Getting our story right

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    The media news cycle has hastened on from the brief glimpse we caught a few weeks ago of the planet’s school students striking in fury over the climate breakdown they rightly foresee for themselves. 

    It was a promise of a new, pan-global generation that could be motivated, angry and prepared to fight for a fairer future than the rest of us seem to be capable of delivering.

    According to author and investigative journalist George Monbiot, when it comes to making sense of the world, the human race, over millennia, has always told stories, almost invariably variations on the DNA-deep narrative theme of restoration. The hero or a group of friends fight disorder wrought by the powerful and the nefarious working against the interests of humanity: Narnia, Lord of the Rings.  We’ve seen it a thousand times, he says.

    As successive ideologies and theories waxed and waned, these big political narratives reincarnated as a light on the path to restoration and balance, at least until about 2008. That was the point where both Keynesian social democracy and Friedman’s neo liberalism – successively claiming the primal restoration narrative for their diametrically opposed economic priorities – were thoroughly discredited.

    However, no new restoration story came forward and since then the toxic ideology of extreme competition and individualism rules the world. It misrepresents human nature and destroys hope and common purpose, says Monbiot, whose most recent book, New Politics for an Age of Crisis was released last year.

    We find ourselves taking cues from a discredited doctrine, morally and intellectually stuck in an odd world where action is illegitimate; where Harry Potter or Frodo or Robin Hood should not win. Where the rich deserve their winnings, the poor were meant to come out poor, the homeless are undeserving and the obese – in a world up to its ears in junk food marketing – are merely weak.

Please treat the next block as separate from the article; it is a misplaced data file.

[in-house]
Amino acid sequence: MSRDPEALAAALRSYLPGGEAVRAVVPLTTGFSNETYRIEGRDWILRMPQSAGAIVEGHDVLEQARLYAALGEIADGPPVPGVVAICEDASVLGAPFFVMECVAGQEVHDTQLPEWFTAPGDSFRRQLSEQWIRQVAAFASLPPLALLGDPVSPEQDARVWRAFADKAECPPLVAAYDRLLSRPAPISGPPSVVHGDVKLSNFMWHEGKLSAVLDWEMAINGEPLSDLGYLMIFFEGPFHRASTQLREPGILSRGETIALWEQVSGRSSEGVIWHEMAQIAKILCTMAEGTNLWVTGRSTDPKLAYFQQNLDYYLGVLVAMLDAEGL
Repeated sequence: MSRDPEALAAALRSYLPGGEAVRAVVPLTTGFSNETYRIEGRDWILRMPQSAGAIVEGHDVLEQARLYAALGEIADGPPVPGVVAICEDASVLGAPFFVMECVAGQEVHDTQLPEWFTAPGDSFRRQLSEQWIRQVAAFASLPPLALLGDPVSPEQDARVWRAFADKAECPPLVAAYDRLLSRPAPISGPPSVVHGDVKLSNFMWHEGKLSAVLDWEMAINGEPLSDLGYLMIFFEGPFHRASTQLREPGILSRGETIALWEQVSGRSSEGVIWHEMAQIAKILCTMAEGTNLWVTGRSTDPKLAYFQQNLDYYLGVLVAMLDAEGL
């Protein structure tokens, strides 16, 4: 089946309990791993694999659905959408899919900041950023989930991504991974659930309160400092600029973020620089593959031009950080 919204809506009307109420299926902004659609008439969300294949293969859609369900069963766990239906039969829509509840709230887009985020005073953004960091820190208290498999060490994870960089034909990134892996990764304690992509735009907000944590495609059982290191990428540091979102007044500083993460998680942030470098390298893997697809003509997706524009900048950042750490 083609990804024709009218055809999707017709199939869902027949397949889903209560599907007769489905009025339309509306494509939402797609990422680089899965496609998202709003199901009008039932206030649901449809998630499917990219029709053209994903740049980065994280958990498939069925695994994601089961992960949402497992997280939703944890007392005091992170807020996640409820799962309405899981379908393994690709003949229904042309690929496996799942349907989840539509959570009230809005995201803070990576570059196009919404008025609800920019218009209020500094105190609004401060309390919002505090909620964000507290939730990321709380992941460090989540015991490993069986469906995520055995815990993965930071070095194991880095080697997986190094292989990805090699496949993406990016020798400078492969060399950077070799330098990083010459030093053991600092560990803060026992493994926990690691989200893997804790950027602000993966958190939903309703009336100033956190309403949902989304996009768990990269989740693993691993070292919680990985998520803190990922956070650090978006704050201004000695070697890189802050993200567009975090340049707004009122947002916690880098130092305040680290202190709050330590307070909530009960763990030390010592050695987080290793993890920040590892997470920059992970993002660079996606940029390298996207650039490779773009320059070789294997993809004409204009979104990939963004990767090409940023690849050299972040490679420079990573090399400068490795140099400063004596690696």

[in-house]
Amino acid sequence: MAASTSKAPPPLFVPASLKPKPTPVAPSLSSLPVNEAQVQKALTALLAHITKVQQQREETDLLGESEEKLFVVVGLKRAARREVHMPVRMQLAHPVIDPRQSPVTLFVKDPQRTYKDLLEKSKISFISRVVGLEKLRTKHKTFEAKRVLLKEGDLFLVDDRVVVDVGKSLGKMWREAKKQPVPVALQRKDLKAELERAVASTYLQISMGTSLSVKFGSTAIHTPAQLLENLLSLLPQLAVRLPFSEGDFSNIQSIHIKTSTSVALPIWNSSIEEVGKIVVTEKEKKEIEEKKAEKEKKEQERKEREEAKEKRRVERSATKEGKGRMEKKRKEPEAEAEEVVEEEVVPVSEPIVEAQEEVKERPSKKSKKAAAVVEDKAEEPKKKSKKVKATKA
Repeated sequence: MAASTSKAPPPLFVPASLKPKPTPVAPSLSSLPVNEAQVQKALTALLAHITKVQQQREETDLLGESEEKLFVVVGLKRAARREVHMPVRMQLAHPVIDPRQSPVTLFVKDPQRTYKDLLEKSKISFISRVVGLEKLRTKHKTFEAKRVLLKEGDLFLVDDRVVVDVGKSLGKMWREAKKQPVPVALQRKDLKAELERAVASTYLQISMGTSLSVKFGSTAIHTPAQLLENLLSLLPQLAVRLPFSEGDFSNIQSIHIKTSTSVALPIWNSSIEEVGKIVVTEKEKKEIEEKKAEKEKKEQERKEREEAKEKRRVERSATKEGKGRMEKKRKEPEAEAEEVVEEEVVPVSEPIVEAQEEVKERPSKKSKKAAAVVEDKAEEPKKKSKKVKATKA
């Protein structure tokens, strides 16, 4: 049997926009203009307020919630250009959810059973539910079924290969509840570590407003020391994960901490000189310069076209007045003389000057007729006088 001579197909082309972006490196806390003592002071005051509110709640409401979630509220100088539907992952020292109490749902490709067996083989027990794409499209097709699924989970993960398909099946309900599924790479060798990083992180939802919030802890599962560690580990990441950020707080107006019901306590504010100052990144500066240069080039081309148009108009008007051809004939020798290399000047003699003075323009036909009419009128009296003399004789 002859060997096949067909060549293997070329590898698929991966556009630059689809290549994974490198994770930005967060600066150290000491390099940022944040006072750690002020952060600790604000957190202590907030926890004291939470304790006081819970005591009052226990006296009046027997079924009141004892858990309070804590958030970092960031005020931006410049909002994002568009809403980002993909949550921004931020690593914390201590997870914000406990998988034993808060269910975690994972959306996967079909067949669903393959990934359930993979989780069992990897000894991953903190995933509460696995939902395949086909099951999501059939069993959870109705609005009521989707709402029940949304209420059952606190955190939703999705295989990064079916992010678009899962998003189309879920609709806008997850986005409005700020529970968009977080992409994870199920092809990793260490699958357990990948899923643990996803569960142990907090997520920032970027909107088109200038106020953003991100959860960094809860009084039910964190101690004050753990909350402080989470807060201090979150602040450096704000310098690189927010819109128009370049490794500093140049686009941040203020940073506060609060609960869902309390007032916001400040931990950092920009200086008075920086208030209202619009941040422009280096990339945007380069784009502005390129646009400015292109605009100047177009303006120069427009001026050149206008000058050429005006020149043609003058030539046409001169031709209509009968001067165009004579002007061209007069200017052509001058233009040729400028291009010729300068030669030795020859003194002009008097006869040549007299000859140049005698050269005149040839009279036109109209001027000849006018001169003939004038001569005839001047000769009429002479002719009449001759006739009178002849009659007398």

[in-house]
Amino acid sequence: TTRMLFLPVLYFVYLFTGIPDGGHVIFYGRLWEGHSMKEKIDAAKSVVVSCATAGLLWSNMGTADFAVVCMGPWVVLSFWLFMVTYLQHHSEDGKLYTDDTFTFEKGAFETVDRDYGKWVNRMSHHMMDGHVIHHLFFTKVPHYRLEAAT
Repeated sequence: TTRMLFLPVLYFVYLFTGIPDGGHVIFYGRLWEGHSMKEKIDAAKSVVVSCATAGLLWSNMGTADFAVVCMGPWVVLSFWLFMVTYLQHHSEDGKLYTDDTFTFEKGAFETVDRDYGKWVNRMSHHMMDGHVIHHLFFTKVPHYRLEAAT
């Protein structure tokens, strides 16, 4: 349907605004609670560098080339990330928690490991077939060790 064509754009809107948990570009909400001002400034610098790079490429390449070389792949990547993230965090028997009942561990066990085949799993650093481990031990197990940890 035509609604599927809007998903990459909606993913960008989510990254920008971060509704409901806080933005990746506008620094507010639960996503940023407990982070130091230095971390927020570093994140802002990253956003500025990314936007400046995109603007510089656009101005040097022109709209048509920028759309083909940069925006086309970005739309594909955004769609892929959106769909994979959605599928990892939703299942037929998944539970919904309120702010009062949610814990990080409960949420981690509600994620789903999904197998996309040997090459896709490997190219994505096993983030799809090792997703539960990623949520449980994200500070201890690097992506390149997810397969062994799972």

“At the heart of capitalism is a vast and scarcely examined assumption: you are entitled to as great a share of the world’s resources as your money can buy. You can purchase as much land, as much atmospheric space, as many minerals, as much meat and fish as you can afford, regardless of who might be deprived,” he says in a Guardian Weekly column this week, describing the economy as an environmental pyramid scheme that dumps its liabilities on the young and the unborn.

    “Current growth depends on intergenerational theft. The young people taking to the streets for the climate strike are right: their future is being stolen.”

    In a vicious spiral of inequality, the great financial hegemonies are cutting taxes, freeing themselves from democracy and creating patrimonial wealth and oligarchies. If politics continue to stand back, divest and shrink, there are no means for alteration and a new age of demagoguery and a resurgence of fascism becomes predictable, offering a sense of community, if an ugly, exclusive and cruel one.

    Only a positive vision – a new creative narrative –  can replace it, one that re-engages people in politics and lights a path to a better world, says Monbiot who is tracking a new politics of belonging which is beginning to emerge as a force in the world.

    It is built from the ground up and based not on the polarities of left and right politics but on the traditional four pillars which  include an equitable sharing of the commons that draws on each community’s own social capital and a supportive and enabling state.

    The fourth pillar – also perennially neglected – is the household, without which nothing can happen: the base from which children are nurtured, mostly with unpaid work, and prepared for a contributing adult life. 

    We need communities that work and that are geographically attached and vested in place.  It is, he says, essential for our mental health. 

    So is a strong sense of belonging as citizens come and go. Each community needs to have a participatory culture, as simple and companionable as eating together, the big projects budding off into community priorities like shared make and mend, bulk buying, anchors and focal points, creches and outreach in what he describes as ‘thick networks’.

    If you cannot see the cracks in the brick wall, “stand back, use a different light and the cracks will show”, Monbiot says in justification of his own essential optimism. Liz Waters

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